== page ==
Apple Watch finally goes on sale in India starting at the equivalent of $470

As of October 9, the Apple Watch was up for grabs in 30 global markets, after six release waves, the first of which saw the iPhone-compatible wearable debut in stores across Australia, Canada, China, France, Germany, Hong Kong, Japan, UK, and US on April 24.

30 countries in around six months. Not a bad world tour for even the most popular rock bands, possibly a stronger distribution effort than any other 2015 smartwatch, yet considerably short of just two waves that spread the iPhone 6s/6s Plus love from Andorra to Bulgaria to Greenland, Russia and Taiwan in a few weeks.

Next time you want to compare the sales figures of the two essentially different product families, keep that in mind as well. Also, this – the Apple Watch barely rolls out to one of the fastest-growing smartphone markets today, November 6, a full three weeks on the heels of the regional iPhone 6s launch.

Worse yet, Indians are charged an arm and a leg for even the lowest-end Sport configuration. Specifically, Rs 30,900, which converts to roughly $470, or 120 bucks north of the 38mm model’s US price tag.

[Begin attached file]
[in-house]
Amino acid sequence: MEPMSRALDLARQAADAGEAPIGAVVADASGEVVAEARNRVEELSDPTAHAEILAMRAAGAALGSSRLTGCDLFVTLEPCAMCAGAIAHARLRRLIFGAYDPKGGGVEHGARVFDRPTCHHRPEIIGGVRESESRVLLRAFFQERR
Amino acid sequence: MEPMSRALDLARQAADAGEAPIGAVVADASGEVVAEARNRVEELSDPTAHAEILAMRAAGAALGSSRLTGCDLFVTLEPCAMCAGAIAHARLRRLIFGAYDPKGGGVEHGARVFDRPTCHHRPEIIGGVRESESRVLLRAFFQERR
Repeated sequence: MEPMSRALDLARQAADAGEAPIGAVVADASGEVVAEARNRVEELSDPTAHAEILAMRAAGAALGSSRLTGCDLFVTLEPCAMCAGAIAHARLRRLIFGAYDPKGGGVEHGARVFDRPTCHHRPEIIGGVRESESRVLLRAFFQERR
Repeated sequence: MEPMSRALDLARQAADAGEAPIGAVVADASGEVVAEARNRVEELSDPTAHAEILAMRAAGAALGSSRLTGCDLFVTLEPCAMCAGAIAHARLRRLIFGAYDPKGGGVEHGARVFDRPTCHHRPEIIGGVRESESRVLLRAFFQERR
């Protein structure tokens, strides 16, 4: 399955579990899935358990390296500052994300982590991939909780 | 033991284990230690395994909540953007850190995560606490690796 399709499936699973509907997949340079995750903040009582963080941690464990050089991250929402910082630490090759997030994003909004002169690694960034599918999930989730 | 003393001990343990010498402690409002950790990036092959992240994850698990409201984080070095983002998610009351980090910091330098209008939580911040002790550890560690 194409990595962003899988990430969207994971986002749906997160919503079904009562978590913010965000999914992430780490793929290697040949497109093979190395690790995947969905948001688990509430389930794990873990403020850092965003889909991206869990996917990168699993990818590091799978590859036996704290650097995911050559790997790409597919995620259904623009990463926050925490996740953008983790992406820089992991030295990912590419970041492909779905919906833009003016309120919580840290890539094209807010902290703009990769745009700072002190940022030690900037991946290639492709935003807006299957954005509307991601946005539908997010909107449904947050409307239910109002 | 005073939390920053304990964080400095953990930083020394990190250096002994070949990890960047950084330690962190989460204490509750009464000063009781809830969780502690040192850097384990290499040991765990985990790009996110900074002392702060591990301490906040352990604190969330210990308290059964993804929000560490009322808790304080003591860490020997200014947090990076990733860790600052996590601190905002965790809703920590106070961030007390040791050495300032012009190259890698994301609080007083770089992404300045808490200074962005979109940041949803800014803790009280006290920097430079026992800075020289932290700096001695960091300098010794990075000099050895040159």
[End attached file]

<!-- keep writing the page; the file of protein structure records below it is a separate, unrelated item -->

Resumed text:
Meanwhile, a 42mm version with silver 7000 series aluminum case and plastic band costs Rs 34,900 ($530), and non-Sport Apple Watches made of stainless steel start at the whopping equivalent of $740 with the same “fluoroelastomer” straps.

Want something truly premium-looking? Then be prepared to cough up Rs 60,900 ($925) for a Classic Buckle leather-encircled model, or $1,400 on a Link Bracelet arrangement. Finally, luxury Apple Watch Editions go for between $12,000 and $21K with hardened 18-karat gold bodies.

Newsflash, Cupertino – India is a country where affordable, mid-range handhelds still rule. Who do you think’s going to spend small fortunes on your (not very) intelligent timepieces around those parts?

Source: The Times of India

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About The Author
Adrian Diaconescu
Adrian has had an insatiable passion for writing since he was in school and found himself writing philosophical essays about the meaning of life and the differences between light and dark beer. Later, he realized this was pretty much his only marketable skill, so he first created a personal blog (in Romanian) and then discovered his true calling, which is writing about all things tech (in English).